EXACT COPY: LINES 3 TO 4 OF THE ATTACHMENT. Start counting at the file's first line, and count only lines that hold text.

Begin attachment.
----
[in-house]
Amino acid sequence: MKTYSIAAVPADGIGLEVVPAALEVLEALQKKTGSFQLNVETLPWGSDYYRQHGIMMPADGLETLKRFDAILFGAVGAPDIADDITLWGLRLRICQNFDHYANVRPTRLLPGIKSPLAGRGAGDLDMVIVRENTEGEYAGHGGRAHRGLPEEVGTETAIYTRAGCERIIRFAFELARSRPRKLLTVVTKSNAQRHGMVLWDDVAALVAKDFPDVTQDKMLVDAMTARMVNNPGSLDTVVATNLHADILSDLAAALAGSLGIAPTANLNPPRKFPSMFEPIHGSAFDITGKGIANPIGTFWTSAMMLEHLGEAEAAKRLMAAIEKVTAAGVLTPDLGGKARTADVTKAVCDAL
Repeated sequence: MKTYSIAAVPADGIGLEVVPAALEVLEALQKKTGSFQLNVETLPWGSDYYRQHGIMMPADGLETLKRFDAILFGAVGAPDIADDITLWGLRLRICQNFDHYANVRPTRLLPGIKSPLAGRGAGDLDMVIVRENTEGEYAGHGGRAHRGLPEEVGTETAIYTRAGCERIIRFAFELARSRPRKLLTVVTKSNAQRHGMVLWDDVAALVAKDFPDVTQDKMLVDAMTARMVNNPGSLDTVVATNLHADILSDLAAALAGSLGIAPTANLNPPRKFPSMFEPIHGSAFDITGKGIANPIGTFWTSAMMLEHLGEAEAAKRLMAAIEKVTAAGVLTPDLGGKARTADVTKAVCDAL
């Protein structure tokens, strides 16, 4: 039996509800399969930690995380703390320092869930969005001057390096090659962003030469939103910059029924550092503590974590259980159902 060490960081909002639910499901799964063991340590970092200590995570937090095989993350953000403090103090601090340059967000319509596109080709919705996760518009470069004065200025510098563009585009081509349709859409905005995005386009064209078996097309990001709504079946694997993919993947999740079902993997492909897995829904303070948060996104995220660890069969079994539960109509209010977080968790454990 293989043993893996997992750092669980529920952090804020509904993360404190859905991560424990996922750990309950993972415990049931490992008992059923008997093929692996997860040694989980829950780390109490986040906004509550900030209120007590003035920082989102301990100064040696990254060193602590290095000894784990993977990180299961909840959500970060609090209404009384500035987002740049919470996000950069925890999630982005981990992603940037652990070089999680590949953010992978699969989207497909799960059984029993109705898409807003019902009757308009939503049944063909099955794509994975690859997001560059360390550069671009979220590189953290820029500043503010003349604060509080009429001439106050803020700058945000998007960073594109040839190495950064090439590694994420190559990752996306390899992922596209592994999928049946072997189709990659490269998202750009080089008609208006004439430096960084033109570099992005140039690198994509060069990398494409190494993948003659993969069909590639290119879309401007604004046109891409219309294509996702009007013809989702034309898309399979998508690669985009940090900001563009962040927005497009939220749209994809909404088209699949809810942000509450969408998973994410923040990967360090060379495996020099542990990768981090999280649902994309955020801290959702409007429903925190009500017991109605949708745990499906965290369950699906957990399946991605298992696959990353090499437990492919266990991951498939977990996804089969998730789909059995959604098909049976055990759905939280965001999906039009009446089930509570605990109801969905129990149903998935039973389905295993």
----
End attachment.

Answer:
Repeated sequence: MKTYSIAAVPADGIGLEVVPAALEVLEALQKKTGSFQLNVETLPWGSDYYRQHGIMMPADGLETLKRFDAILFGAVGAPDIADDITLWGLRLRICQNFDHYANVRPTRLLPGIKSPLAGRGAGDLDMVIVRENTEGEYAGHGGRAHRGLPEEVGTETAIYTRAGCERIIRFAFELARSRPRKLLTVVTKSNAQRHGMVLWDDVAALVAKDFPDVTQDKMLVDAMTARMVNNPGSLDTVVATNLHADILSDLAAALAGSLGIAPTANLNPPRKFPSMFEPIHGSAFDITGKGIANPIGTFWTSAMMLEHLGEAEAAKRLMAAIEKVTAAGVLTPDLGGKARTADVTKAVCDAL
């Protein structure tokens, strides 16, 4: 039996509800399969930690995380703390320092869930969005001057390096090659962003030469939103910059029924550092503590974590259980159902 060490960081909002639910499901799964063991340590970092200590995570937090095989993350953000403090103090601090340059967000319509596109080709919705996760518009470069004065200025510098563009585009081509349709859409905005995005386009064209078996097309990001709504079946694997993919993947999740079902993997492909897995829904303070948060996104995220660890069969079994539960109509209010977080968790454990 293989043993893996997992750092669980529920952090804020509904993360404190859905991560424990996922750990309950993972415990049931490992008992059923008997093929692996997860040694989980829950780390109490986040906004509550900030209120007590003035920082989102301990100064040696990254060193602590290095000894784990993977990180299961909840959500970060609090209404009384500035987002740049919470996000950069925890999630982005981990992603940037652990070089999680590949953010992978699969989207497909799960059984029993109705898409807003019902009757308009939503049944063909099955794509994975690859997001560059360390550069671009979220590189953290820029500043503010003349604060509080009429001439106050803020700058945000998007960073594109040839190495950064090439590694994420190559990752996306390899992922596209592994999928049946072997189709990659490269998202750009080089008609208006004439430096960084033109570099992005140039690198994509060069990398494409190494993948003659993969069909590639290119879309401007604004046109891409219309294509996702009007013809989702034309898309399979998508690669985009940090900001563009962040927005497009939220749209994809909404088209699949809810942000509450969408998973994410923040990967360090060379495996020099542990990768981090999280649902994309955020801290959702409007429903925190009500017991109605949708745990499906965290369950699906957990399946991605298992696959990353090499437990492919266990991951498939977990996804089969998730789909059995959604098909049976055990759905939280965001999906039009009446089930509570605990109801969905129990149903998935039973389905295993």